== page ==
Why do people extend their homes?

From creating a modern feel to designing an integrated living space, Dominic Lutyens explores the thinking behind four home extensions

Photo: Alamy

The classic home extension is a ground-floor structure that projects into a garden, allowing indoors and outdoors to blend virtually seamlessly. But the construction of one isn’t restricted to building sideways – it can apply to creating more space anywhere in a house, be it upwards into the loft or downwards into the basement. So, which direction do you want to go?

Dancing above the ceiling

Loft conversions are often seen as a way of capitalising on unused space to create an extra room, but architect Joe Wright’s roof extension is proof that they can be more ambitious by incorporating an outdoor space.

Located in Camden, north London, the clients are a family of four who previously lived in a two-bed maisonette on the top two floors of a three-storey townhouse. They wanted to continue to live there but craved more space.

‘As a growing family, we wanted another living room where we could escape to relax, maximising space for board games and even dancing,’ the homeowners explain. ‘It was important to prevent the space from being cluttered, and to keep it open and light and connected to the south-facing, rooftop terrace.’

The house’s existing flat roof presented an opportunity to extend up from the cramped maisonette. The new room, which can double as a guest room, incorporates plenty of storage space and a shower room.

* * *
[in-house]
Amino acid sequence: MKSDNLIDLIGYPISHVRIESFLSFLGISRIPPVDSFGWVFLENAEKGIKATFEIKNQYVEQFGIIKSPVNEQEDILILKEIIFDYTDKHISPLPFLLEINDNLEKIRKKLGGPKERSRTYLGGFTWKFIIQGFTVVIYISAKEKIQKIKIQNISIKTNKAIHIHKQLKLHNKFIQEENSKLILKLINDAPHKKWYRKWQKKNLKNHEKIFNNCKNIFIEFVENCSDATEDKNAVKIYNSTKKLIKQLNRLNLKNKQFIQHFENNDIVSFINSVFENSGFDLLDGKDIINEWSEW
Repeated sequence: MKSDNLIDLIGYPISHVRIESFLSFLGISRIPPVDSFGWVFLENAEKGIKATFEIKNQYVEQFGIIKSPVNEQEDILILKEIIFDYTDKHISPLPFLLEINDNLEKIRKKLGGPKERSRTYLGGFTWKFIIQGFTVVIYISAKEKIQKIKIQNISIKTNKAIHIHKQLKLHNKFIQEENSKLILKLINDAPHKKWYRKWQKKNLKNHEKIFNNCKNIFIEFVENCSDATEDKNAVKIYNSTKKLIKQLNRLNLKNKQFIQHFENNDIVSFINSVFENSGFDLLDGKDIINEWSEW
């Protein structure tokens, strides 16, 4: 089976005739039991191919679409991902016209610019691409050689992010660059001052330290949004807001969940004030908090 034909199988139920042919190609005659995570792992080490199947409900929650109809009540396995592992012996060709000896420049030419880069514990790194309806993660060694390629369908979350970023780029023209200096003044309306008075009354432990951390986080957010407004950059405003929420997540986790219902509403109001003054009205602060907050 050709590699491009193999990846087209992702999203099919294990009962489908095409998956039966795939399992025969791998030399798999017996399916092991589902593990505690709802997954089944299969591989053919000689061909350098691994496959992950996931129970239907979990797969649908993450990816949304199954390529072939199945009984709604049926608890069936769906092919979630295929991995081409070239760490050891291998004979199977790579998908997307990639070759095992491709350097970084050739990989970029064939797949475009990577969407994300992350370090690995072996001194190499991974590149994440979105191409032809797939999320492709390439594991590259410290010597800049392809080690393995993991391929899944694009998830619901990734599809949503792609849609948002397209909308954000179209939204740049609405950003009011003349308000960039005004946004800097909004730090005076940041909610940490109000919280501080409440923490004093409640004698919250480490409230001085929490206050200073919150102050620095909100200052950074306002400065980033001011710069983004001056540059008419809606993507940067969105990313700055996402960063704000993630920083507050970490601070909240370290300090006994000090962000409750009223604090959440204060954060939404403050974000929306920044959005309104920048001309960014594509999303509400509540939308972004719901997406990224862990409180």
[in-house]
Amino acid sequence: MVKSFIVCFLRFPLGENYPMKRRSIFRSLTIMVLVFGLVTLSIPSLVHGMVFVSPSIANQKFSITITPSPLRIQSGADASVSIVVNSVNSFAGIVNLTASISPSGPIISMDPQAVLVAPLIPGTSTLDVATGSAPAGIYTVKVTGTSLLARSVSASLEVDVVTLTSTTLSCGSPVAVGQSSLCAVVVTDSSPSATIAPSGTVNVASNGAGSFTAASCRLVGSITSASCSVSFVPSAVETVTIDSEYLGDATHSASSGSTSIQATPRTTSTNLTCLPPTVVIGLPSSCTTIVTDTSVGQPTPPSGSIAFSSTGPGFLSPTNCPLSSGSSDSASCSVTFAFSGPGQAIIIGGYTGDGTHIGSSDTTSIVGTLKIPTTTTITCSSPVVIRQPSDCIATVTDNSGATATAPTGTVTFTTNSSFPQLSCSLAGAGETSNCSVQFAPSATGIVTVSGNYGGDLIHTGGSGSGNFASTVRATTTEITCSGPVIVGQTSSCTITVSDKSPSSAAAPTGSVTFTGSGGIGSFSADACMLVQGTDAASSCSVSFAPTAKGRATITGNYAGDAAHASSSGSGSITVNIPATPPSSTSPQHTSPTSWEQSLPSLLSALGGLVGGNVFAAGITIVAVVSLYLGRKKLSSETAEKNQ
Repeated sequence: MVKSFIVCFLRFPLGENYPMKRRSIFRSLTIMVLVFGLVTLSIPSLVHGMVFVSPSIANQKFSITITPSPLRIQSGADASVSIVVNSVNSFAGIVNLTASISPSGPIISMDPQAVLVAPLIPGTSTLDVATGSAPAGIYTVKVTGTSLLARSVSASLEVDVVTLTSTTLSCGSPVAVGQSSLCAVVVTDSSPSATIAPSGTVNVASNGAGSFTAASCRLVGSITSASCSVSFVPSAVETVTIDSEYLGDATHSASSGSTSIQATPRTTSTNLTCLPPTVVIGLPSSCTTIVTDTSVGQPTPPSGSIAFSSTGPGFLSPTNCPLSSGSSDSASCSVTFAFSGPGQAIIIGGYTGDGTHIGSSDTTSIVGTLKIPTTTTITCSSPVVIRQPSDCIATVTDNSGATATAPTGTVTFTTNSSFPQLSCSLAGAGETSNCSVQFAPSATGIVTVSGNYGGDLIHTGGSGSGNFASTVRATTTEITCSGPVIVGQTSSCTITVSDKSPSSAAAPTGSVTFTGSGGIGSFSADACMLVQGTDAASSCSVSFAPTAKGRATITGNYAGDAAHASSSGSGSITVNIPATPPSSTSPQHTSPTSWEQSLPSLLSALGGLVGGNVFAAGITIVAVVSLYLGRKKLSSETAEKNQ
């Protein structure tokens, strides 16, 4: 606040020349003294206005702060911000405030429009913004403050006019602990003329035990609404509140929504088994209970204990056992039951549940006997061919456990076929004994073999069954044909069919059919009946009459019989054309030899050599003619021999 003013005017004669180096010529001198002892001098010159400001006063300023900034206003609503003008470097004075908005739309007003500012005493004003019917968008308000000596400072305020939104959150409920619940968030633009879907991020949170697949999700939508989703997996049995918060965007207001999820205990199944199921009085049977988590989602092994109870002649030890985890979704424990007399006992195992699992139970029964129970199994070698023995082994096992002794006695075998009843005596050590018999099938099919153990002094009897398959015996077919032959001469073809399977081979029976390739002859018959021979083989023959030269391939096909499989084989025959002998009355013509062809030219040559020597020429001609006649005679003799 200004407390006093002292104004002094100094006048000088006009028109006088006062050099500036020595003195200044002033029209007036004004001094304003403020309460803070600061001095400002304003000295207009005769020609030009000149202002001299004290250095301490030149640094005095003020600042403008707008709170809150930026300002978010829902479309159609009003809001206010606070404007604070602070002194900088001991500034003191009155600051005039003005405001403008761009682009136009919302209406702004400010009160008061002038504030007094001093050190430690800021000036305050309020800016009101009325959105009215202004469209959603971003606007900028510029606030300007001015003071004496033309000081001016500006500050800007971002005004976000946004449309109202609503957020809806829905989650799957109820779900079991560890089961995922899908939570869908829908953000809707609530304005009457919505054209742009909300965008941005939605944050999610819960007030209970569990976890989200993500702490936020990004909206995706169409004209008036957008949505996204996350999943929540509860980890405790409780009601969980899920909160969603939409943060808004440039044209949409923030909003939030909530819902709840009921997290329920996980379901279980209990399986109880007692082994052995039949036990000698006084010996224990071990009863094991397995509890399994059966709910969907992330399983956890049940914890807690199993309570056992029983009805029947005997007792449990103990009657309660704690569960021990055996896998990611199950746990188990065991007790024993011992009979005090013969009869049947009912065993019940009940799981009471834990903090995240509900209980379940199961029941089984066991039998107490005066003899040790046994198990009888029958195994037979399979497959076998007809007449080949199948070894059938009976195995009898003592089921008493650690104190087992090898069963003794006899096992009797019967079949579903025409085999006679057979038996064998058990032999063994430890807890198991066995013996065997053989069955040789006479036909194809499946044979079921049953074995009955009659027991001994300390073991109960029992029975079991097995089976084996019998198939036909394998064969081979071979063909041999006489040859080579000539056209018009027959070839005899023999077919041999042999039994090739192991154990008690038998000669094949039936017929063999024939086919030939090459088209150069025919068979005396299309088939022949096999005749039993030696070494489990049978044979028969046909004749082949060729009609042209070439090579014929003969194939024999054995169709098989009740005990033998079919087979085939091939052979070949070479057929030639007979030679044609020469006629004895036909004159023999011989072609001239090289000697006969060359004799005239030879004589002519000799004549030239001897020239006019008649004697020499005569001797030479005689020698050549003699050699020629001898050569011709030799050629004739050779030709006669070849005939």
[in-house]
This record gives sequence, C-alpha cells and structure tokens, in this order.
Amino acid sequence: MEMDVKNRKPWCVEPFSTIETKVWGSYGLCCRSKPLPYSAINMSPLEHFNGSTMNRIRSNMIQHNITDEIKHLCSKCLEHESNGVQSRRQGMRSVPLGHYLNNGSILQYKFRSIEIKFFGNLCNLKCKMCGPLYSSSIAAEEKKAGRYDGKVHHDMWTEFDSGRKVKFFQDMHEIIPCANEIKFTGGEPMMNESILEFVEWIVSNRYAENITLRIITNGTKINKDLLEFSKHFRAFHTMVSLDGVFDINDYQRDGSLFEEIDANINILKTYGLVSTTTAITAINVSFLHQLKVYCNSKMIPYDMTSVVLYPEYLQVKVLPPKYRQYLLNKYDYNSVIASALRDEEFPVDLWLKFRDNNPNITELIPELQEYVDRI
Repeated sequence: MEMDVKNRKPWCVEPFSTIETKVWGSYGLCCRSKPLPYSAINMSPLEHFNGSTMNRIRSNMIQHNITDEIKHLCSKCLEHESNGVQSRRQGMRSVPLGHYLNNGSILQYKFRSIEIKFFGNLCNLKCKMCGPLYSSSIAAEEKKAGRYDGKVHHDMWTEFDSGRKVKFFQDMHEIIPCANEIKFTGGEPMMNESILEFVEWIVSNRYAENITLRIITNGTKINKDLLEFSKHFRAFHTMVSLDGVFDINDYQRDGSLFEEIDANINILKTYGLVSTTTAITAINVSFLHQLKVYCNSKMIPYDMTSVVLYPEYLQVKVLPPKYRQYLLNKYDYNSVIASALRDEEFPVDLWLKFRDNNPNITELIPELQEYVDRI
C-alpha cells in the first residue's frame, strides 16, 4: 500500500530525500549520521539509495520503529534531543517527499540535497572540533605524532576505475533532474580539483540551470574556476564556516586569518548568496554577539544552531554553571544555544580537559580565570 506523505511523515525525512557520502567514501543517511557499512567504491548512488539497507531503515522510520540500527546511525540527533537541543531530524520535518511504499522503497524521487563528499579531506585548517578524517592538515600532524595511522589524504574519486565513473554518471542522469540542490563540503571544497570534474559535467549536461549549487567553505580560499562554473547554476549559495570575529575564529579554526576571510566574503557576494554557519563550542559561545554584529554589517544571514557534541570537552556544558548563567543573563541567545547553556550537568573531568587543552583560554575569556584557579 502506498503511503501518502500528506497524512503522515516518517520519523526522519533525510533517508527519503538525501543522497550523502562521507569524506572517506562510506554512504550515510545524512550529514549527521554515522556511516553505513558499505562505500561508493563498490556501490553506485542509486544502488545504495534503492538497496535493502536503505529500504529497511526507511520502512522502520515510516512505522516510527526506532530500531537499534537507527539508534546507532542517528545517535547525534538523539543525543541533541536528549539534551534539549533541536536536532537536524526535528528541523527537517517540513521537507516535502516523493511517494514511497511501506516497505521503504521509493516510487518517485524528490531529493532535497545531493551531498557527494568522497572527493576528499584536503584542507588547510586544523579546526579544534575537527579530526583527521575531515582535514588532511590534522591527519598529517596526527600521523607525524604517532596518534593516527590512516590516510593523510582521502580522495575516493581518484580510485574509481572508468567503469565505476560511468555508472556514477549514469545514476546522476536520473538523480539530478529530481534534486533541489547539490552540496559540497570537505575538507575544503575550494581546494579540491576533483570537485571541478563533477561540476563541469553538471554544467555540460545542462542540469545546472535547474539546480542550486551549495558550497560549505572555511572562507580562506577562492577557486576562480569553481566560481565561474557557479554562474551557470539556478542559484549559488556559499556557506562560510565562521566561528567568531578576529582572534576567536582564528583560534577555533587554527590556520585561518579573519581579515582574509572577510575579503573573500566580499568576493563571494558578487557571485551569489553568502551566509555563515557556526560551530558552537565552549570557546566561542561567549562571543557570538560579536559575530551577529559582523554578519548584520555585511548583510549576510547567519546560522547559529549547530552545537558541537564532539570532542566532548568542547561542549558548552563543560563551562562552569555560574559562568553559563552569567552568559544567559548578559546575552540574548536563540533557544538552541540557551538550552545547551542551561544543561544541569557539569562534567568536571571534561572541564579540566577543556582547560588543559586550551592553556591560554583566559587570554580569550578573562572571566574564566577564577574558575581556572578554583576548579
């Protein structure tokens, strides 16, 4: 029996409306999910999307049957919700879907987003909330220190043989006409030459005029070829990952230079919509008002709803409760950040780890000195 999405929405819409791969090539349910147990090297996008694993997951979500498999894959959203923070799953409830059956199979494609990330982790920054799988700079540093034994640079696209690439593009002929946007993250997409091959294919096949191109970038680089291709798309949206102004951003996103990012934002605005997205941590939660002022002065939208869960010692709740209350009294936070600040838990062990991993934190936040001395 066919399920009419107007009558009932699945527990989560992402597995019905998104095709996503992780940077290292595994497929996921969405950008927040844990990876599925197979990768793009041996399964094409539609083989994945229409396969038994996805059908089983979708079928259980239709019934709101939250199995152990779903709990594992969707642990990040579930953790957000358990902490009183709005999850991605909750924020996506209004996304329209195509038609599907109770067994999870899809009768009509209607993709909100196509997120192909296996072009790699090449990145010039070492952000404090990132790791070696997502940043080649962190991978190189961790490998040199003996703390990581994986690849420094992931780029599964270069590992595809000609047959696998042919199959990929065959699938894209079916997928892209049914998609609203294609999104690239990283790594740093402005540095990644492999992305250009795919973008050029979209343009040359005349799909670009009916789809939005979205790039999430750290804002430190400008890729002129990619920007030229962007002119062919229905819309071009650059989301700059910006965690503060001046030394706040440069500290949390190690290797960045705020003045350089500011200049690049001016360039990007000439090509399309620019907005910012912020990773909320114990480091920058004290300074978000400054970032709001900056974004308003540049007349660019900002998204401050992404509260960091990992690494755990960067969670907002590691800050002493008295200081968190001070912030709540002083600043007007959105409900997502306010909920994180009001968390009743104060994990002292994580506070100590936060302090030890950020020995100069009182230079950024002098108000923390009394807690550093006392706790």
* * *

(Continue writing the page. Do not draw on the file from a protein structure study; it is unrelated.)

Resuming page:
Although the house is in a conservation area, the rear façade directly faces a railway line and isn’t overlooked. As such, this allowed for a more playful approach when designing the back of the extension. It features large, glazed sliding doors, while a window at right angles lets light flood into a stairwell behind it.

Seen from the outside, the doors and window are dramatically framed with battens of Western red cedar wood but, since this is a warm, traditional material, the extension’s arrestingly contemporary design also feels familiar

The basement-level extension at Jo Cowen’s house in Fulham gives the family space to relax. Photo: David Butler

Semi-detached cinema

Another eye-catching roof extension is Satish Jassal Architects’ loft conversion in Finchley, north London, which has added 30% more floor space to a semi-detached house.

Comprising a home office, cinema space and shower room, its most spectacular feature is a window that morphs at ceiling height into a horizontal skylight, bringing daylight into the centre of the room and affording a continuous view of the garden rising up to the sky.

Architect Jo Cowen, meanwhile, has created a ground-floor extension and one at basement level in her family home in a Victorian house in Fulham, west London. Her main motivation was to add value to the property.

On the ground floor, an uninterrupted view links an existing reception room, new kitchen-cum-dining room and back garden. A glass skylight at floor level beyond the kitchen draws light into the basement, which is reached by a staircase with a glass balustrade.

‘Light is a key element in our work,’ says Cowen. ‘Here I’ve used glazed walls, floors and stairways to bring daylight into every room. But I framed the glazing with timber to give it warmth.’